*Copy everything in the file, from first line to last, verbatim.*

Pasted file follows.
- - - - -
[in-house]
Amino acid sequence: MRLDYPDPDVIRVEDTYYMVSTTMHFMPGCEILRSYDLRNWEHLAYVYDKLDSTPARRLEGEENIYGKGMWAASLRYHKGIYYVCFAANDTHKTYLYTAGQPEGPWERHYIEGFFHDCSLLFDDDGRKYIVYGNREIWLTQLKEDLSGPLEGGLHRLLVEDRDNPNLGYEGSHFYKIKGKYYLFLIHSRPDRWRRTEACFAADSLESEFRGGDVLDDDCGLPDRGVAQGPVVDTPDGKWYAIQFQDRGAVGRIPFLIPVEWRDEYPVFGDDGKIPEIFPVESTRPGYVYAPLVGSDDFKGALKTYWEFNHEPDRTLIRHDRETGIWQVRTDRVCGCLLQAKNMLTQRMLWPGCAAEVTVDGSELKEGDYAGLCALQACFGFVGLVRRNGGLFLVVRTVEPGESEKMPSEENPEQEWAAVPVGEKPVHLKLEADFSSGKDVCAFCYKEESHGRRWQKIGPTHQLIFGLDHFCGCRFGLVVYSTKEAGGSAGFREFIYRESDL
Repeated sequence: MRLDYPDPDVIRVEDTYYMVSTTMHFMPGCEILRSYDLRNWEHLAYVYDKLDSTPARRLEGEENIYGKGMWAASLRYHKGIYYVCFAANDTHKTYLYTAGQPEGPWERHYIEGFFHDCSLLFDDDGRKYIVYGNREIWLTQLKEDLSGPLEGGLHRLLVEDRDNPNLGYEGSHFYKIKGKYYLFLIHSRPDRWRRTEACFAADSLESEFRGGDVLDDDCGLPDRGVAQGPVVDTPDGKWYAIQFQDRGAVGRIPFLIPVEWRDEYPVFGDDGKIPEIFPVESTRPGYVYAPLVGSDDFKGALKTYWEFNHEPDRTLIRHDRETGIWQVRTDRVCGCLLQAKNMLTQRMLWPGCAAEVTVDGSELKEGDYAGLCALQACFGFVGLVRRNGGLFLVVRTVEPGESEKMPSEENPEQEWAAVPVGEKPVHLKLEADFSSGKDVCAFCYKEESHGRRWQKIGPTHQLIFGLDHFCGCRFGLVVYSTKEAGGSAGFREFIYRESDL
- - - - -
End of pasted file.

[in-house]
Amino acid sequence: MRLDYPDPDVIRVEDTYYMVSTTMHFMPGCEILRSYDLRNWEHLAYVYDKLDSTPARRLEGEENIYGKGMWAASLRYHKGIYYVCFAANDTHKTYLYTAGQPEGPWERHYIEGFFHDCSLLFDDDGRKYIVYGNREIWLTQLKEDLSGPLEGGLHRLLVEDRDNPNLGYEGSHFYKIKGKYYLFLIHSRPDRWRRTEACFAADSLESEFRGGDVLDDDCGLPDRGVAQGPVVDTPDGKWYAIQFQDRGAVGRIPFLIPVEWRDEYPVFGDDGKIPEIFPVESTRPGYVYAPLVGSDDFKGALKTYWEFNHEPDRTLIRHDRETGIWQVRTDRVCGCLLQAKNMLTQRMLWPGCAAEVTVDGSELKEGDYAGLCALQACFGFVGLVRRNGGLFLVVRTVEPGESEKMPSEENPEQEWAAVPVGEKPVHLKLEADFSSGKDVCAFCYKEESHGRRWQKIGPTHQLIFGLDHFCGCRFGLVVYSTKEAGGSAGFREFIYRESDL
Repeated sequence: MRLDYPDPDVIRVEDTYYMVSTTMHFMPGCEILRSYDLRNWEHLAYVYDKLDSTPARRLEGEENIYGKGMWAASLRYHKGIYYVCFAANDTHKTYLYTAGQPEGPWERHYIEGFFHDCSLLFDDDGRKYIVYGNREIWLTQLKEDLSGPLEGGLHRLLVEDRDNPNLGYEGSHFYKIKGKYYLFLIHSRPDRWRRTEACFAADSLESEFRGGDVLDDDCGLPDRGVAQGPVVDTPDGKWYAIQFQDRGAVGRIPFLIPVEWRDEYPVFGDDGKIPEIFPVESTRPGYVYAPLVGSDDFKGALKTYWEFNHEPDRTLIRHDRETGIWQVRTDRVCGCLLQAKNMLTQRMLWPGCAAEVTVDGSELKEGDYAGLCALQACFGFVGLVRRNGGLFLVVRTVEPGESEKMPSEENPEQEWAAVPVGEKPVHLKLEADFSSGKDVCAFCYKEESHGRRWQKIGPTHQLIFGLDHFCGCRFGLVVYSTKEAGGSAGFREFIYRESDL